The words quoted above are from today’s second reading from the Acts of the Apostles. Paul and Barnabas are actually quoting a text from the prophet Isaiah, yes, from the second of the four Songs of the Suffering Servant. I have said more than once that these four poems are one of the very finest sources we have for an increased awareness and appreciation of Jesus, for they clearly, manifestly, are about him. How fascinating it is to see Paul and Barnabas apply those same four poems, not to Jesus, or better, not only to Jesus, but to themselves, and by extension to the whole Church. This is an implicit way of saying that the Songs of the Suffering Servant find their fulfilment not only in Jesus, but in us as well, his Body, his Church. That is a wonderful thing. It is on texts like these that I base my constant affirmation that we, the Church, are nothing other than the ongoing presence and ministry of Jesus, the Suffering Servant of God, to the world in which we live. What a wonderful thing to be. I invite you yet again, then, to read, or to re-read the Songs of the Suffering Servant. Not only because they are a primary source of our discovery of Jesus of Nazareth, but because they are a primary source of revelation of who and what we are called to be as Church. They aren’t just about Jesus. They are about us. I’ll make sure again, that copies are available on the rack in the church foyer.
While I am suggesting further reading, might I also refer you to two very beautiful psalms that are fitting for this Easter Season. The first is Psalm 116, the psalm we call the “psalm of martyrs”, and Psalm 118, the psalm most frequently used in Easter season liturgies. Both are very beautiful. Both celebrate a God who has saved his servant from death. They are not only a nice way to celebrate the resurrection of Jesus. They renew our hope that there will be a redemption from death for us as well. Again I’ll make sure copies of both are available on the rack in the foyer. And I refer you again to my favorite website for accessing the text of Scripture: “usccb” (United States Conference of Catholic Bishops), then to the link “Bible”, then to “Books of the Bible”, then to “psalms”, and finally, to “116” and “118”. Happy reading!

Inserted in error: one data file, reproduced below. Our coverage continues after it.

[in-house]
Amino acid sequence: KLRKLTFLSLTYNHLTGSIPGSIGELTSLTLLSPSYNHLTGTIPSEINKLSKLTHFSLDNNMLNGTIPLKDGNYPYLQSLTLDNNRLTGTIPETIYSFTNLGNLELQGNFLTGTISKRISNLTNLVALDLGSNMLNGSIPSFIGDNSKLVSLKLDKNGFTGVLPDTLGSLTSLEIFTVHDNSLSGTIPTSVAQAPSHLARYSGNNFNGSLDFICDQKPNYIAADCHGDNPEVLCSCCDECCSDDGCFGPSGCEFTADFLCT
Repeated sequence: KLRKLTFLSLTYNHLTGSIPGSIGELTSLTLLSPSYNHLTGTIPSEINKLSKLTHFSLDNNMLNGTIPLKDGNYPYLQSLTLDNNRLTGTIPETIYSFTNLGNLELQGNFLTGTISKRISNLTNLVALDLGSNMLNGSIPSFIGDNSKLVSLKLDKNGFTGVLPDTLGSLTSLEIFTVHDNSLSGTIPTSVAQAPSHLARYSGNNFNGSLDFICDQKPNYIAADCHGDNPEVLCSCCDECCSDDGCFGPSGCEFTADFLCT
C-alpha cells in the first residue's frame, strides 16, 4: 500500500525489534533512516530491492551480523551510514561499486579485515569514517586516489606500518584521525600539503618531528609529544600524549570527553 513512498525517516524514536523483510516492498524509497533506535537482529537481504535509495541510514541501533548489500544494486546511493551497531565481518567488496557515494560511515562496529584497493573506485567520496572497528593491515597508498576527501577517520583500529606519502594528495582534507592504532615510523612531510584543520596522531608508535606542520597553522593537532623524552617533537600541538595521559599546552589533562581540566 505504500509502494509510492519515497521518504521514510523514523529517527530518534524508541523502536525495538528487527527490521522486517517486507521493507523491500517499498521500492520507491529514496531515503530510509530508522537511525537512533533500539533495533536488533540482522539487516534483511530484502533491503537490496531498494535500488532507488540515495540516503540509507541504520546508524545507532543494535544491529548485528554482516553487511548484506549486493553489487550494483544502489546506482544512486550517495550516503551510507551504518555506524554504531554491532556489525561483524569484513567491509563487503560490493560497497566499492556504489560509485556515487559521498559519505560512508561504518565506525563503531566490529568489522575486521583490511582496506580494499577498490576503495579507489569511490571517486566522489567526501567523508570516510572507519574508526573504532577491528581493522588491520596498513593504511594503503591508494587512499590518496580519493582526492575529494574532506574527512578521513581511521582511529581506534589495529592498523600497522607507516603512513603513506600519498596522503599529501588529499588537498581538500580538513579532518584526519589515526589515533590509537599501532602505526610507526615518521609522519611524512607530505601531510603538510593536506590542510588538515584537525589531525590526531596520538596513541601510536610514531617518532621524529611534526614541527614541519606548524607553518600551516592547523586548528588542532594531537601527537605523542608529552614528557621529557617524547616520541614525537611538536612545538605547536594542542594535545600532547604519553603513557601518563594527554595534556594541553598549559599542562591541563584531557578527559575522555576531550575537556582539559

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Again, an update on my condition. I’ve had a bit of a setback really. I had hoped to begin presiding liturgies, very gradually, in May. But about ten days ago, I was told that the time had come to remove the boot and start walking in a shoe. At the same time, I was given additional exercises, to learn how to walk again. I believe I exercised a bit too aggressively. In a few days, my foot was more swollen and stiff and sore than ever. So we have revised our recovery plan. I am back in the boot, from which I will be weaned gradually. And the exercises have been scaled back. I feel better already, but all of this has shown me that the recovery will be very, very slow. I dare not make predictions anymore as to when I will be back in the parish, functioning as normal. I only know that I will continue to be more absent than present in the coming weeks. I thank you all for your understanding and support.
God bless, and to all, a Happy Easter Season,